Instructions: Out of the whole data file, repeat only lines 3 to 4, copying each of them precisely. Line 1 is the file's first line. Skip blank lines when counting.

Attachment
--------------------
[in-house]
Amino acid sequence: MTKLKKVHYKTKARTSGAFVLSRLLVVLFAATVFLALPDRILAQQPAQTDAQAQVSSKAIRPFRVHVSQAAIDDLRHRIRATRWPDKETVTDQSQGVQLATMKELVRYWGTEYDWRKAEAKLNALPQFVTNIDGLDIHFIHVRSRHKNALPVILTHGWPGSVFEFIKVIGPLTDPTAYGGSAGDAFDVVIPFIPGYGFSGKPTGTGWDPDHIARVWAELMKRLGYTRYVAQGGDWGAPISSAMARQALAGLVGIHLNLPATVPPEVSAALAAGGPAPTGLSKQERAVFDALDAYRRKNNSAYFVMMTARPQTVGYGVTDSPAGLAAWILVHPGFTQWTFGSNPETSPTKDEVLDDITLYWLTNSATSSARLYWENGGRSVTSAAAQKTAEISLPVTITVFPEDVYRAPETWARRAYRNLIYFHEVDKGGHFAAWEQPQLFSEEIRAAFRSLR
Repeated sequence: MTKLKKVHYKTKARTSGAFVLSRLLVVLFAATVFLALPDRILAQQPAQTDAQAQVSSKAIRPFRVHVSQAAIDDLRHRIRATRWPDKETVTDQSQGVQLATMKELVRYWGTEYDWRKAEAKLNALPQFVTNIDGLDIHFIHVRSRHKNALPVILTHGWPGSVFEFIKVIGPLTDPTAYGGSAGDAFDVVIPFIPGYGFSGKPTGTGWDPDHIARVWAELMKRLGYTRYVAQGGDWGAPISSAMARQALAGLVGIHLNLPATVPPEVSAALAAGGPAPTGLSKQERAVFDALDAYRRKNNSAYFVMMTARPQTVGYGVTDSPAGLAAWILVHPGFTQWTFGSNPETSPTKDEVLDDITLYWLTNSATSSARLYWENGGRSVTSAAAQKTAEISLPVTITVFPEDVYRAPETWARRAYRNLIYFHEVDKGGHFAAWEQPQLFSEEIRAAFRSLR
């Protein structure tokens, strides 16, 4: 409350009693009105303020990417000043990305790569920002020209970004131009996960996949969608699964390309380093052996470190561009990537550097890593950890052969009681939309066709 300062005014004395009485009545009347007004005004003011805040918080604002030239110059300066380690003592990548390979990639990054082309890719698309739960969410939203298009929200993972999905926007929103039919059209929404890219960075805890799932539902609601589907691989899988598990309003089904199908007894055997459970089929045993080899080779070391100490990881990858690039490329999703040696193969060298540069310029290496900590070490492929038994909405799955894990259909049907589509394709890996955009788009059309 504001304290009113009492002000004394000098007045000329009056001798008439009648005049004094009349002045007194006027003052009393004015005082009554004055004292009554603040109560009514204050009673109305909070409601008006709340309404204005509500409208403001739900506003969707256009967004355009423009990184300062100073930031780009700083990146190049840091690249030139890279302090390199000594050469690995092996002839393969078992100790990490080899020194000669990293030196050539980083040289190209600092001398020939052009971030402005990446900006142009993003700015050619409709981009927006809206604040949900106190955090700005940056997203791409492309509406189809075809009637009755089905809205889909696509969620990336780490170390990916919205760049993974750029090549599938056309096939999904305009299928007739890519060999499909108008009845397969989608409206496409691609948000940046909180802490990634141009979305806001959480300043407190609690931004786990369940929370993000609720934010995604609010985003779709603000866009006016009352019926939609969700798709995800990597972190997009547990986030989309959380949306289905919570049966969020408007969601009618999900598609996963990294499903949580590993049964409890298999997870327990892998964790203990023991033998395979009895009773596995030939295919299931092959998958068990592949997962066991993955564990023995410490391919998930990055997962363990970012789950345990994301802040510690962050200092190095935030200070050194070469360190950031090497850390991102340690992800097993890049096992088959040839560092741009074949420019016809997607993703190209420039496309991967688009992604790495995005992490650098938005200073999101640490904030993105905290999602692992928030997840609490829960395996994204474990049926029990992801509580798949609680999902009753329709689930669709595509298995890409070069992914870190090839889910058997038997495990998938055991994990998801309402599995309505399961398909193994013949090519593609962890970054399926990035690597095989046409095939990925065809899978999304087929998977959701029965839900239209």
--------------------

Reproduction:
Repeated sequence: MTKLKKVHYKTKARTSGAFVLSRLLVVLFAATVFLALPDRILAQQPAQTDAQAQVSSKAIRPFRVHVSQAAIDDLRHRIRATRWPDKETVTDQSQGVQLATMKELVRYWGTEYDWRKAEAKLNALPQFVTNIDGLDIHFIHVRSRHKNALPVILTHGWPGSVFEFIKVIGPLTDPTAYGGSAGDAFDVVIPFIPGYGFSGKPTGTGWDPDHIARVWAELMKRLGYTRYVAQGGDWGAPISSAMARQALAGLVGIHLNLPATVPPEVSAALAAGGPAPTGLSKQERAVFDALDAYRRKNNSAYFVMMTARPQTVGYGVTDSPAGLAAWILVHPGFTQWTFGSNPETSPTKDEVLDDITLYWLTNSATSSARLYWENGGRSVTSAAAQKTAEISLPVTITVFPEDVYRAPETWARRAYRNLIYFHEVDKGGHFAAWEQPQLFSEEIRAAFRSLR
């Protein structure tokens, strides 16, 4: 409350009693009105303020990417000043990305790569920002020209970004131009996960996949969608699964390309380093052996470190561009990537550097890593950890052969009681939309066709 300062005014004395009485009545009347007004005004003011805040918080604002030239110059300066380690003592990548390979990639990054082309890719698309739960969410939203298009929200993972999905926007929103039919059209929404890219960075805890799932539902609601589907691989899988598990309003089904199908007894055997459970089929045993080899080779070391100490990881990858690039490329999703040696193969060298540069310029290496900590070490492929038994909405799955894990259909049907589509394709890996955009788009059309 504001304290009113009492002000004394000098007045000329009056001798008439009648005049004094009349002045007194006027003052009393004015005082009554004055004292009554603040109560009514204050009673109305909070409601008006709340309404204005509500409208403001739900506003969707256009967004355009423009990184300062100073930031780009700083990146190049840091690249030139890279302090390199000594050469690995092996002839393969078992100790990490080899020194000669990293030196050539980083040289190209600092001398020939052009971030402005990446900006142009993003700015050619409709981009927006809206604040949900106190955090700005940056997203791409492309509406189809075809009637009755089905809205889909696509969620990336780490170390990916919205760049993974750029090549599938056309096939999904305009299928007739890519060999499909108008009845397969989608409206496409691609948000940046909180802490990634141009979305806001959480300043407190609690931004786990369940929370993000609720934010995604609010985003779709603000866009006016009352019926939609969700798709995800990597972190997009547990986030989309959380949306289905919570049966969020408007969601009618999900598609996963990294499903949580590993049964409890298999997870327990892998964790203990023991033998395979009895009773596995030939295919299931092959998958068990592949997962066991993955564990023995410490391919998930990055997962363990970012789950345990994301802040510690962050200092190095935030200070050194070469360190950031090497850390991102340690992800097993890049096992088959040839560092741009074949420019016809997607993703190209420039496309991967688009992604790495995005992490650098938005200073999101640490904030993105905290999602692992928030997840609490829960395996994204474990049926029990992801509580798949609680999902009753329709689930669709595509298995890409070069992914870190090839889910058997038997495990998938055991994990998801309402599995309505399961398909193994013949090519593609962890970054399926990035690597095989046409095939990925065809899978999304087929998977959701029965839900239209």